The choice of the Moon and the Five Planets with the Signs of the Zodiac as a subject for the decoration of this double standing-cup is unparalleled. However, the almost universal fascination in both astronomy and astrology throughout the Renaissance led rich patrons to be very familiar with the subject and many, for example, possessed clockwork mechanisms that would show the planetary positions at all hours. Such information was needed in astrology when determining the relationship of the Zodiac with the Twelve Celestial Houses and with the exact position of the Five Planets at any specific time. If, as is often stated, these double standing-cups were popular as wedding gifts because the two parts were intended to be joined together and form a single entity, then this decorative theme of the Planets and the Signs of the Zodiac would have been singularly appropriate (see WB.109 for a further discussion and bibliography).

In this period, the Five Planets were frequently listed with the Sun and the Moon to form the seven principal celestial bodies. The absence of the Sun and one of the Signs of the Zodiac, Leo, from Hans Brabant's double standing-cup is puzzling. The most probable explanation is the loss of the appropriate medallion from beneath the foot, for when the cup is joined to its pair it is inverted and the underside of the foot is uppermost and exposed to the gaze. As the tiny engraved roundel with the initials WR (in a shield), which is to be found in the centre beneath the foot of each cup, is not detachable, the age is difficult to determine, but it seems most unlikely that the engraving of the very pointed shields and the lettering on these two tiny roundels is older than the nineteenth century. Therefore, if the two little WR roundels are modern, the goldsmith, Hans Brabant, might have intended a large roundel of Sol with the Sign of the Zodiac, Leo, to fill the space within the upturned foot of the inverted cup - and there is proof that the original set of plaquettes included a roundel of that subject.

A full set of these plaquettes of the Planets (including the Sun and the Moon) is not known. However, examples in lead exist in Munich (Bayerisches Nationalmuseum) and Cologne (Kunstgewerbemuseum) of the following: Saturn, Jupiter, Mercury and the Sun (see Weber 1975, p. 87, no. 66, pl. 22). Each of the four lead versions measures 3.7 cm in diameter. Three of the roundels correspond exactly with those on Hans Brabant's double standing-cup, but the fourth roundel depicts the seated figure of Sol, crowned and holding a sceptre, with the lion of Leo beside him. Dr Weber attributed these plaquettes to a Nuremberg workshop in the mid-sixteenth century, in which the influence of the style of Peter Flötner was still strong, but the precise source for these reliefs was not identified.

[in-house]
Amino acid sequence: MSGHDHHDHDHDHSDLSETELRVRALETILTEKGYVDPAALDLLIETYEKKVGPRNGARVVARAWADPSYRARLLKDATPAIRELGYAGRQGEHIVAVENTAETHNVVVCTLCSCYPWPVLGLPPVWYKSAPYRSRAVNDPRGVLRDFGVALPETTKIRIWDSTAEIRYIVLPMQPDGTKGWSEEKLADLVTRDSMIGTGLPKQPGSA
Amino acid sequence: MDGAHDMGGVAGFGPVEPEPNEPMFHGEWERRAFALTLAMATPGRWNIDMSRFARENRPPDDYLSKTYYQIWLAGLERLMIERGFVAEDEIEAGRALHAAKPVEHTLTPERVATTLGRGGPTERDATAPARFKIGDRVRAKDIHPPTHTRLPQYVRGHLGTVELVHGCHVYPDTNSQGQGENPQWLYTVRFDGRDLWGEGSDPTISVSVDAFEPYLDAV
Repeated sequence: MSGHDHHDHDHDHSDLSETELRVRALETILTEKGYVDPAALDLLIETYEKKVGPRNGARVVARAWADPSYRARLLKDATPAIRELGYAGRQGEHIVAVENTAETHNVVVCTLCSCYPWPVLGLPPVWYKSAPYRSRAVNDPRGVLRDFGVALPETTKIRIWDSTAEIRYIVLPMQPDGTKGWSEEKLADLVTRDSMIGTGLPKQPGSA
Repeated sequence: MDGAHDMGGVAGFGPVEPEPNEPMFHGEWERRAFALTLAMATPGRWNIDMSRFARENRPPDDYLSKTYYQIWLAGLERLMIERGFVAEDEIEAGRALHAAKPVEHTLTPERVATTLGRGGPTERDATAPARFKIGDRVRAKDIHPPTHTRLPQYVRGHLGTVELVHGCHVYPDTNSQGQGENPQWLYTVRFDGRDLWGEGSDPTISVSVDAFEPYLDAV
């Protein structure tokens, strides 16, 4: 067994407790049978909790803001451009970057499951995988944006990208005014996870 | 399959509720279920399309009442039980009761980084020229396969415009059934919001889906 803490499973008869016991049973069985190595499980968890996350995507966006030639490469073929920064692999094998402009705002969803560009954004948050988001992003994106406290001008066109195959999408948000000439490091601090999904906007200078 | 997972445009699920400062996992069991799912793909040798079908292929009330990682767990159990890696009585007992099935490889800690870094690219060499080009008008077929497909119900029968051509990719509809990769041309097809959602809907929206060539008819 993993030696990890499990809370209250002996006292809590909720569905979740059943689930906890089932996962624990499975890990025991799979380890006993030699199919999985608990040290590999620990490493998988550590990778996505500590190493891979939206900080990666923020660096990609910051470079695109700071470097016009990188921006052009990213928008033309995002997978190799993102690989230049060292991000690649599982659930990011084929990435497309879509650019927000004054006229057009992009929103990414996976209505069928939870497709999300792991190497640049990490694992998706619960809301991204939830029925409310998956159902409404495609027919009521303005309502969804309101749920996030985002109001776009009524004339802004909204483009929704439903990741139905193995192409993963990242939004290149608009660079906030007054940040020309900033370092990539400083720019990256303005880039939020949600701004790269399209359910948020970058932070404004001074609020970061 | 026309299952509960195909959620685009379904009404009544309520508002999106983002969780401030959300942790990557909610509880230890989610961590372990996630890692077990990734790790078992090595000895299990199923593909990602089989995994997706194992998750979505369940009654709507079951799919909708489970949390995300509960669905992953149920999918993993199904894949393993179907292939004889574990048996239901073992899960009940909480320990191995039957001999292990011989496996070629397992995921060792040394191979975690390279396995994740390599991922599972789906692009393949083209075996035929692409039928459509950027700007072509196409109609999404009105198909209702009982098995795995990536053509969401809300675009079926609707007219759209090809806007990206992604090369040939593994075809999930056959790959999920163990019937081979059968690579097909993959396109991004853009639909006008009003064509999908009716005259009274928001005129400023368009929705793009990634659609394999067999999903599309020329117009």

A later Nuremberg standing-cup (c. 1580) by Elias Lencker is embossed with full-length emblematical figures of the Planets around the cylindrical section of the bowl; since 1640 this cup has been recorded in the inventories of the Tsars and is now kept in the Armoury of the Kremlin in Moscow (see G. D. Filimonov, ‘Opis’ Moskowskoj Oruzejnoj palaty’, Moscow, 1884, p. 170, no. 954, pl. 201; Rosenberg m, 1925, p. 105, R3 3951 (s); Bachtler 1978, p. 118, no. 13, figs 24-5). Interestingly, both Sol and Luna have been included but none of the figures is related to those on the double standing-cup by Hans Brabant.’


  • Franz Schestag, ‘katalog der Kuntsammlung des Freiherrn Anselm von Rothschild in Wein’, zweiter theil, Vienna, 1872, no. 534 (with illus.)
  • Charles Hercules Read, ‘The Waddesdon Bequest: Catalogue of the Works of Art bequeathed to the British Museum by Baron Ferdinand Rothschild, M.P., 1898’, London, 1902, no. 110, pl. XXV
  • Marc Rosenberg, ‘Der Goldschmiede Merkzeichen’. 3rd edn, Frankfurt, vol. III, 1925, p. 69, R3 3842 (b)
  • O.M. Dalton, ‘The Waddesdon Bequest’, 2nd edn (rev), British Museum, London, 1927, no. 110
  • I. Weber, ‘Deutsche, Niederländische und Französische Renaissanceplaketten 1500-1650’, Munich, 1975, p. 88
  • Hugh Tait, 'Catalogue of the Waddesdon Bequest in the British Museum, II : The Silver Plate', British Museum, London, 1988, pl.IV, nos. 12-13, figs. 92-101.
  • References

    1. Read 1902: Read, Charles Hercules, The Waddesdon Bequest. Catalogue of the Works of Art Bequeathed to the British Museum by Baron Ferdinand Rothschild, M.P., 1898, London, BMP, 1902
    2. Dalton 1927: Dalton, Ormonde Maddock, The Waddesdon Bequest : jewels, plate, and other works of art bequeathed by Baron Ferdinand Rothschild., London, BMP, 1927
    3. Tait 1988: Tait, Hugh, Catalogue of the Waddesdon Bequest in the British Museum; II The Silver Plate, London, BMP, 1988